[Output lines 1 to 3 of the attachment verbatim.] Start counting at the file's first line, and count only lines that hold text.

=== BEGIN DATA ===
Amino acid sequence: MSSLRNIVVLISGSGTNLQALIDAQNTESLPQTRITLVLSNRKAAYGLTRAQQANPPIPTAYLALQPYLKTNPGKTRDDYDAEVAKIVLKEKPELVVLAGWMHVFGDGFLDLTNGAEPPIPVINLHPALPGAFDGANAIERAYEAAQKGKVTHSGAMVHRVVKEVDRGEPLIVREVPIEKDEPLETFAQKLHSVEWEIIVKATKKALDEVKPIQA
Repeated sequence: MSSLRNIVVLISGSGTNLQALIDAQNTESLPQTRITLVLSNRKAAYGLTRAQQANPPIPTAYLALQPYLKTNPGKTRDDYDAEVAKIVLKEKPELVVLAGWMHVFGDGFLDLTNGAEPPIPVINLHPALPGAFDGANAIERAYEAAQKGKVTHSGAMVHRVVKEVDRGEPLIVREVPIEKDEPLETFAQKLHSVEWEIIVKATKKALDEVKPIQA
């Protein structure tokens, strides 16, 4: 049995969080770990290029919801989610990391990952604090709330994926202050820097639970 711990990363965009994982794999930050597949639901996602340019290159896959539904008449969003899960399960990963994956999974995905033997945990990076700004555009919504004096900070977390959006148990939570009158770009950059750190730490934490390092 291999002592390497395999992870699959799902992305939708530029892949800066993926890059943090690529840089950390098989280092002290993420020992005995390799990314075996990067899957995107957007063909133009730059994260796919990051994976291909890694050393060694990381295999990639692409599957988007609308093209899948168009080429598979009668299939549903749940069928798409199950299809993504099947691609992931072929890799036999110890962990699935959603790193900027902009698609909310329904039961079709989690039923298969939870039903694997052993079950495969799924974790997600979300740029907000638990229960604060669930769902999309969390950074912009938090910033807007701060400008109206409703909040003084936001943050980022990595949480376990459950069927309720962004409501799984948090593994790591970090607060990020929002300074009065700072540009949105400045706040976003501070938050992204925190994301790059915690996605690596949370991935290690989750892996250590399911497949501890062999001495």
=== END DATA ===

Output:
Amino acid sequence: MSSLRNIVVLISGSGTNLQALIDAQNTESLPQTRITLVLSNRKAAYGLTRAQQANPPIPTAYLALQPYLKTNPGKTRDDYDAEVAKIVLKEKPELVVLAGWMHVFGDGFLDLTNGAEPPIPVINLHPALPGAFDGANAIERAYEAAQKGKVTHSGAMVHRVVKEVDRGEPLIVREVPIEKDEPLETFAQKLHSVEWEIIVKATKKALDEVKPIQA
Repeated sequence: MSSLRNIVVLISGSGTNLQALIDAQNTESLPQTRITLVLSNRKAAYGLTRAQQANPPIPTAYLALQPYLKTNPGKTRDDYDAEVAKIVLKEKPELVVLAGWMHVFGDGFLDLTNGAEPPIPVINLHPALPGAFDGANAIERAYEAAQKGKVTHSGAMVHRVVKEVDRGEPLIVREVPIEKDEPLETFAQKLHSVEWEIIVKATKKALDEVKPIQA
């Protein structure tokens, strides 16, 4: 049995969080770990290029919801989610990391990952604090709330994926202050820097639970 711990990363965009994982794999930050597949639901996602340019290159896959539904008449969003899960399960990963994956999974995905033997945990990076700004555009919504004096900070977390959006148990939570009158770009950059750190730490934490390092 291999002592390497395999992870699959799902992305939708530029892949800066993926890059943090690529840089950390098989280092002290993420020992005995390799990314075996990067899957995107957007063909133009730059994260796919990051994976291909890694050393060694990381295999990639692409599957988007609308093209899948168009080429598979009668299939549903749940069928798409199950299809993504099947691609992931072929890799036999110890962990699935959603790193900027902009698609909310329904039961079709989690039923298969939870039903694997052993079950495969799924974790997600979300740029907000638990229960604060669930769902999309969390950074912009938090910033807007701060400008109206409703909040003084936001943050980022990595949480376990459950069927309720962004409501799984948090593994790591970090607060990020929002300074009065700072540009949105400045706040976003501070938050992204925190994301790059915690996605690596949370991935290690989750892996250590399911497949501890062999001495």